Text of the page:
Stay fresh: Avoid frozen and prepackaged meals

Prepackaged meals are certainly attractive due to convenience. But there are hidden costs as well. For starters, most frozen or prepackaged meals you buy are more expensive than their raw ingredients. Plus, there are important health issues.

By , Guest blogger

  • close
    Donnie Smith, CEO of Tyson Foods Inc., left, places boxes of frozen chicken parts into a refrigerated tractor trailer in this June 2012 file photo in Jackson, Miss. Frozen and prepackaged meals are convenient and easy, but they are far more expensive than their cumulative raw ingredients, and are loaded with potentially unhealthy ingredients you don’t really want.
    View Caption

The freezer aisle at your local grocery store is often loaded with complete frozen meals. The aisles tend to have a wide variety of “meals in a box,” as well.

It’s easy to see why these are popular. You can just take them home, throw them in a pan or skillet, cook at a certain temperature for as long as the directions say, and put them on the table.

Of course, the equation is never quite that simple.

Recommended: Can you manage your money? A personal finance quiz.

For starters, virtually every frozen or prepackaged meal you buy is far more expensive than the raw ingredients in it. For example, if you pick up a frozen lasagna, you could make virtually the same lasagna for quite a bit less at home, or make one for just a little less that has far higher quality ingredients.

On top of that, the frozen and prepackaged meals are loaded with ingredients you don’t really want. They usually include high levels of sodium and a wide variety of preservatives, plus their calorie count is often amazingly high.

Both of these aspects have a serious cost. The first one is a short term cost, of course. We can save about $1 per head making meals at home if we go the cheap route, but if we go for all fresh ingredients, we still save a little overall and have an amazing meal.

The long term cost is well worth considering, though. A diet high in sodium and high in caloric content has demonstratable negative effects on long-term health. Simply put, that means higher health care bills and pharmacy bills in the future. You can’t attribute this to one meal, of course, but you certainly can attribute it to a long sequence of meals. I’d attribute the cost of much of the long-term health consequences of unhealthy meals to the meals themselves, meaning that the meals are more expensive than you think they are.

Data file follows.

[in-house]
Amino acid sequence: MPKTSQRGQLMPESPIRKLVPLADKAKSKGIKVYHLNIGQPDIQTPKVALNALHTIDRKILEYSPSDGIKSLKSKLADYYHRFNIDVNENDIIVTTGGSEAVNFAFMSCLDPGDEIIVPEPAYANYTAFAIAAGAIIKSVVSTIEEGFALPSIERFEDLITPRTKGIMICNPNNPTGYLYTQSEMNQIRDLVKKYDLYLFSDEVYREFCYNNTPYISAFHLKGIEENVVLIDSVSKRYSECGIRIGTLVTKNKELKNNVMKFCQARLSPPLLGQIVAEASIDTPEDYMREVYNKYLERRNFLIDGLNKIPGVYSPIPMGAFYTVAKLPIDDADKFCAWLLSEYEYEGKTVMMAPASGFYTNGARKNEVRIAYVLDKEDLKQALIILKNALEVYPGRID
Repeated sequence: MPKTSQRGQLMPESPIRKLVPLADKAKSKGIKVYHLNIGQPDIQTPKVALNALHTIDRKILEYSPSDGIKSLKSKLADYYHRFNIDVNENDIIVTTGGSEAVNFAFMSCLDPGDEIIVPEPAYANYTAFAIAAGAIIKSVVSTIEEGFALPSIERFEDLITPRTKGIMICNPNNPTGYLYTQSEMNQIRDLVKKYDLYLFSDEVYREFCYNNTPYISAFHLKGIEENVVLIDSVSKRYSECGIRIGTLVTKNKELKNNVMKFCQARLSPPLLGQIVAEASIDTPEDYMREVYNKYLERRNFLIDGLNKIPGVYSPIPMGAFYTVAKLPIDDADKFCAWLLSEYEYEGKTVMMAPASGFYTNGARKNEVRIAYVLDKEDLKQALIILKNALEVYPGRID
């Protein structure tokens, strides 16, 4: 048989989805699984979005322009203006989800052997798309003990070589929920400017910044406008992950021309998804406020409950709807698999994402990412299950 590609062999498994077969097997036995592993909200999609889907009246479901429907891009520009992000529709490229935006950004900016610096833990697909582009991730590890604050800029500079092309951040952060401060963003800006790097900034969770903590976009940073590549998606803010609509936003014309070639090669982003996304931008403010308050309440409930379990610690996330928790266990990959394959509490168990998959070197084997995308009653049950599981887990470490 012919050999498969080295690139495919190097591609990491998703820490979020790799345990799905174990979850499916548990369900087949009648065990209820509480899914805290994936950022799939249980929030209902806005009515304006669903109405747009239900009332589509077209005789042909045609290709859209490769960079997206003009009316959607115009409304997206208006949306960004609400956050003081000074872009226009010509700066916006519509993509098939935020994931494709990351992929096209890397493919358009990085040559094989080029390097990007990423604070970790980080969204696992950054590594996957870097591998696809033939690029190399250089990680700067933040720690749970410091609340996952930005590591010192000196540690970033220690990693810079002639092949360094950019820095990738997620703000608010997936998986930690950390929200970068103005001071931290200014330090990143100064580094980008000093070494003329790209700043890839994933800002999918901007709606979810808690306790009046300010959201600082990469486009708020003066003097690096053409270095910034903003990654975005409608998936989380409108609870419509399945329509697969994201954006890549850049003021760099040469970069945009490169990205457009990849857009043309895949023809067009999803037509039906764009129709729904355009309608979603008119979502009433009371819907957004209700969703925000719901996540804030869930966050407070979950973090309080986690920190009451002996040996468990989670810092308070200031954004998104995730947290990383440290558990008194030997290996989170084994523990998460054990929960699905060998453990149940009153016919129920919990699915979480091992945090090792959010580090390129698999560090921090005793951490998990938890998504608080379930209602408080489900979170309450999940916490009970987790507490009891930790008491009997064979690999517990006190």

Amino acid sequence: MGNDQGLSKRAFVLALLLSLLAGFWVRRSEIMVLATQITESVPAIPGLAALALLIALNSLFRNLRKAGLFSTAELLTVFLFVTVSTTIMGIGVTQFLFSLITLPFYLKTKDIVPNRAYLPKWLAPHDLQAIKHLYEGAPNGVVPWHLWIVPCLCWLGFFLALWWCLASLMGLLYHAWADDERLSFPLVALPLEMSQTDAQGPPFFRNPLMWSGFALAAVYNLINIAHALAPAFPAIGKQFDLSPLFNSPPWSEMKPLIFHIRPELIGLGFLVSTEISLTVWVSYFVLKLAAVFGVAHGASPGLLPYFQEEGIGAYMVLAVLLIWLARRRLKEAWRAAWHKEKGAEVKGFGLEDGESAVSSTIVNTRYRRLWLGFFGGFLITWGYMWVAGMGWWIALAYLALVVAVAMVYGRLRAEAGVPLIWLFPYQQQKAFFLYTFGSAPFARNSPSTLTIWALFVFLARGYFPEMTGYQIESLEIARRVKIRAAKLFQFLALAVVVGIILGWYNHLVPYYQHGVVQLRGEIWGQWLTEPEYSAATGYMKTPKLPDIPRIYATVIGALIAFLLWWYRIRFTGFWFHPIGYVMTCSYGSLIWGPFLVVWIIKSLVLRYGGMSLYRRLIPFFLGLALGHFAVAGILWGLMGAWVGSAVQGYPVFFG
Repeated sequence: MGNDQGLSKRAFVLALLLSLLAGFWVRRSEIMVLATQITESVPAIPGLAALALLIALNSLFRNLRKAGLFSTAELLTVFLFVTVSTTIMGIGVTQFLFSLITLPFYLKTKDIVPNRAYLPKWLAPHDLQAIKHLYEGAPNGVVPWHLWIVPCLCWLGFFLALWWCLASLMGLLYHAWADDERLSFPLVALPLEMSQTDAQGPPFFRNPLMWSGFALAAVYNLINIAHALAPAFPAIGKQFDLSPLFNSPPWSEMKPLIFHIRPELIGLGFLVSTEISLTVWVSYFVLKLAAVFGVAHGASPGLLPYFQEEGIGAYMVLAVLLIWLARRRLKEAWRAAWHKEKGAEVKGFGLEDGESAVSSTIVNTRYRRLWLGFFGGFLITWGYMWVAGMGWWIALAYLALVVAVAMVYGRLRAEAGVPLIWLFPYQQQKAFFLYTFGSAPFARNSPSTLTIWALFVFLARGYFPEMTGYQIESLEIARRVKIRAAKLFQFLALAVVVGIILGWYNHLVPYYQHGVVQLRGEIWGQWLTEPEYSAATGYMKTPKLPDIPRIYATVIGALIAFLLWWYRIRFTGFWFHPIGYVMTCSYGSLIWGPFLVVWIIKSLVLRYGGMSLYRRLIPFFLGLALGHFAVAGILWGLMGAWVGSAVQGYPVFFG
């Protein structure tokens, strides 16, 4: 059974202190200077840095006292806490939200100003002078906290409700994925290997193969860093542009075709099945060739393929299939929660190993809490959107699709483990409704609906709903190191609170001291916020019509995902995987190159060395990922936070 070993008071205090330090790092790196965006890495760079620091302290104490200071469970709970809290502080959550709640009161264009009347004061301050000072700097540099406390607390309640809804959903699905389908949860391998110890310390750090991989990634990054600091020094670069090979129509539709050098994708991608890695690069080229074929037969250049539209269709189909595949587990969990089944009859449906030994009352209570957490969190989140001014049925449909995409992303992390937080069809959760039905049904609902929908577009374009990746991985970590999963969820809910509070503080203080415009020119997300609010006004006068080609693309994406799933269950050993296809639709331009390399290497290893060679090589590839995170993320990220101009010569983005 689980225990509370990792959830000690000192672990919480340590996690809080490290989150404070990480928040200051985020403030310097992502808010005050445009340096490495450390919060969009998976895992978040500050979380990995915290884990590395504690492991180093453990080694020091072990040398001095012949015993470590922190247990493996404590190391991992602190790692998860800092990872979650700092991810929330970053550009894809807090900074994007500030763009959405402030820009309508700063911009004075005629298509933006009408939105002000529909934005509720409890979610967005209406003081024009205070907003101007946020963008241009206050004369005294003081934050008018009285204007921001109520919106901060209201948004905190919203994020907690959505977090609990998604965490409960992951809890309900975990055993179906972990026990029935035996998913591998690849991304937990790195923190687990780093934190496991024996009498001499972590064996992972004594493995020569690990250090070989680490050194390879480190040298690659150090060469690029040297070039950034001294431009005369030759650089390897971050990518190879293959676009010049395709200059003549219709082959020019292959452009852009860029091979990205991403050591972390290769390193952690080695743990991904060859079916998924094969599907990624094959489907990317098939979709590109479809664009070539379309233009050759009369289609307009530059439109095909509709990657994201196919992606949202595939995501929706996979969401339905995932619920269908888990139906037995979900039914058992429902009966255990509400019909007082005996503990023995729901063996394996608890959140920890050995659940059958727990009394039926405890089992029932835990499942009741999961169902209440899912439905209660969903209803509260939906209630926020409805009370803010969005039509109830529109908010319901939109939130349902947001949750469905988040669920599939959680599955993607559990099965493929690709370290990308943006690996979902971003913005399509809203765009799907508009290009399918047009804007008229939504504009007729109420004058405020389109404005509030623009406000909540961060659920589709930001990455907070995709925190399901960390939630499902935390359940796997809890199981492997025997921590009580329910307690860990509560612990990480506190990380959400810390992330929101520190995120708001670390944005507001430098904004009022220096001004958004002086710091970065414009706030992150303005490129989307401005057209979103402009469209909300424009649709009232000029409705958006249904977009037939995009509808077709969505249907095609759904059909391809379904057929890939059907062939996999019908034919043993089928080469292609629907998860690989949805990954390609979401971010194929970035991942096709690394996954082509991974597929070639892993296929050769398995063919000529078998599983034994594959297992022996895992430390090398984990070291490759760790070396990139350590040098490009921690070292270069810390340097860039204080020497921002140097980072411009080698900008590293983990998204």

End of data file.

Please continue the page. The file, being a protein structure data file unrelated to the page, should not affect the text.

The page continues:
The best solution is to simply start preparing as much food as you possibly can at home, from scratch.

A good rule of thumb for home food preparation is this: when you’re cooking, the simpler and fresher the ingredients you start with, the healthier the end result will usually turn out to be, and the cheaper per serving the meal will turn out to be as well.

Here’s a simple example of what I’m talking about. Rather than buying a pan of frozen lasagna for $12 at the store, buy a $2 box of whole wheat lasagna noodles, $2 of mozzarella cheese, a few tomatoes, and perhaps a pound of ground beef. Make the entire meal yourself at home and it’ll be out of the oven faster than the frozen lasgana. It’ll taste a lot better, too, and it’ll be cheaper and healthier.

Start making choices like this consistently and you’ll save yourself significant money, both now and in the future.

Recommended: Can you manage your money? A personal finance quiz.

The Christian Science Monitor has assembled a diverse group of the best economy-related bloggers out there. Our guest bloggers are not employed or directed by the Monitor and the views expressed are the bloggers' own, as is responsibility for the content of their blogs. To contact us about a blogger, click here. To add or view a comment on a guest blog, please go to the blogger's own site by clicking on www.thesimpledollar.com.

Share this story:
 
 
Make a Difference
Inspired? Here are some ways to make a difference on this issue.
Follow Stories Like This
Get the Monitor stories you care about delivered to your inbox.
 

We want to hear, did we miss an angle we should have covered? Should we come back to this topic? Or just give us a rating for this story. We want to hear from you.

Loading...

Loading...

Loading...